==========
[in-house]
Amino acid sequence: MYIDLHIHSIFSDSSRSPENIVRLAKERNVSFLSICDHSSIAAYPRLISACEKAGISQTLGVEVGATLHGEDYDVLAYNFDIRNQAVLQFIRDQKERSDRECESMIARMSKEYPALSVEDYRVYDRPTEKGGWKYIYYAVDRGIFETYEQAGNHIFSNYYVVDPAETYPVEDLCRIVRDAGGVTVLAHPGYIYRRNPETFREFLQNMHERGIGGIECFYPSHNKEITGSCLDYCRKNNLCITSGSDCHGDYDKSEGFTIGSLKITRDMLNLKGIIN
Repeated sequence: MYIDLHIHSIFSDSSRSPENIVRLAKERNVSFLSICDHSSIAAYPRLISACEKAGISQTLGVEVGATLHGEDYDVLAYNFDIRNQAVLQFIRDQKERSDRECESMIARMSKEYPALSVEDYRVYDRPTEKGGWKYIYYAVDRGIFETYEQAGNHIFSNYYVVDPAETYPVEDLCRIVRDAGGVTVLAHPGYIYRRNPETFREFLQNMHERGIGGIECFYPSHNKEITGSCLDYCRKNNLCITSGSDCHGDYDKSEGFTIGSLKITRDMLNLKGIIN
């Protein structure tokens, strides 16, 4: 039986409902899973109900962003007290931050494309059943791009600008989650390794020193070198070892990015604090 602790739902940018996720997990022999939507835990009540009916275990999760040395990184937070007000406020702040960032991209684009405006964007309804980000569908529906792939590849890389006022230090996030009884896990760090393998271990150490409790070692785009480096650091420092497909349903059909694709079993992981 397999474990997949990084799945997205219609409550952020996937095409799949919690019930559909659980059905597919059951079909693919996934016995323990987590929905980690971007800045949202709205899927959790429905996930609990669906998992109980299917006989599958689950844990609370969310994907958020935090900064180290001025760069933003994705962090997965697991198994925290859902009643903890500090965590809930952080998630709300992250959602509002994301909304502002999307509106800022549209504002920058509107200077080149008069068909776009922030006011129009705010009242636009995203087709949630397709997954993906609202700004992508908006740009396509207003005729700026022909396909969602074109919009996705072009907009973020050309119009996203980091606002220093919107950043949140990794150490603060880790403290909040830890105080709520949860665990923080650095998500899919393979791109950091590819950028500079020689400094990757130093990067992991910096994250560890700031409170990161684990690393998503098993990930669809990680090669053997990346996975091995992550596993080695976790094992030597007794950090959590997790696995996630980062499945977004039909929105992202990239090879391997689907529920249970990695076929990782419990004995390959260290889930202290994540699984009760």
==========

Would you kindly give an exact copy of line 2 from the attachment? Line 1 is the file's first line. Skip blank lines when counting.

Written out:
Amino acid sequence: MYIDLHIHSIFSDSSRSPENIVRLAKERNVSFLSICDHSSIAAYPRLISACEKAGISQTLGVEVGATLHGEDYDVLAYNFDIRNQAVLQFIRDQKERSDRECESMIARMSKEYPALSVEDYRVYDRPTEKGGWKYIYYAVDRGIFETYEQAGNHIFSNYYVVDPAETYPVEDLCRIVRDAGGVTVLAHPGYIYRRNPETFREFLQNMHERGIGGIECFYPSHNKEITGSCLDYCRKNNLCITSGSDCHGDYDKSEGFTIGSLKITRDMLNLKGIIN